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Capital Cooperation

Kevin Williamson writes in The National Review, iPencil, Nobody knows how to make a pencil, or a health-care system

Excerpts:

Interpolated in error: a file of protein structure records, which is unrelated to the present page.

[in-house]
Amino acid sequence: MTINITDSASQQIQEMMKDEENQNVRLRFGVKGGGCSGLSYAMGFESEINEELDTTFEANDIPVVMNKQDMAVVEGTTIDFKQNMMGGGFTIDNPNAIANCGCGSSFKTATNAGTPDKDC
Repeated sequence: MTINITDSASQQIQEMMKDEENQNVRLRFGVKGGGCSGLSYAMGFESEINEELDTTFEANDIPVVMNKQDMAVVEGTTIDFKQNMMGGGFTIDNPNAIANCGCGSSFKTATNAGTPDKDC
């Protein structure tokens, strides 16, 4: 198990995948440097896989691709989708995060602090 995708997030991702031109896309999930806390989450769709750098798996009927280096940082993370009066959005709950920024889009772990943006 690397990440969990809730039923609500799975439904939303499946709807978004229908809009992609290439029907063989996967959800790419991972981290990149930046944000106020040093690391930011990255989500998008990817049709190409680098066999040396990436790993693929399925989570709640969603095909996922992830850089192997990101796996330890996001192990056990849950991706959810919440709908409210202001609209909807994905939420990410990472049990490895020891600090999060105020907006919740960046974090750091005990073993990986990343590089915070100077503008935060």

It is remarkable that we speak and think about commerce as thoughcompetitiveness were its most important feature. There is, as noted, a certain Darwinian aspect to economic competition — and of course we humans do compete over scarce resources. But what is remarkable about human action is not its competitiveness but its almost limitless cooperativeness. Competition is one of the ways in which we learn how best to cooperate with one another and thereby deal with the problem of complexity — it is a means to the end of social cooperation. Cooperation exists elsewhere in the animal kingdom, but human beings cooperate on a species-wide, planetary level, which is a relatively new development in our evolution, the consequences of which we have not yet fully appreciated. If you consider the relationship of the organism to its constituent organs, the relationship of the organ to its cells, or the relationship of the single cell to its organelles, it would not be an overstatement to say that the division of labor is the essence of life itself: Birds do it, bees do it, but human beings do it better. The size and complexity of our brains evolved in parallel with the size and complexity of our social groups, which are just as much a product of evolutionary processes as our bodies are.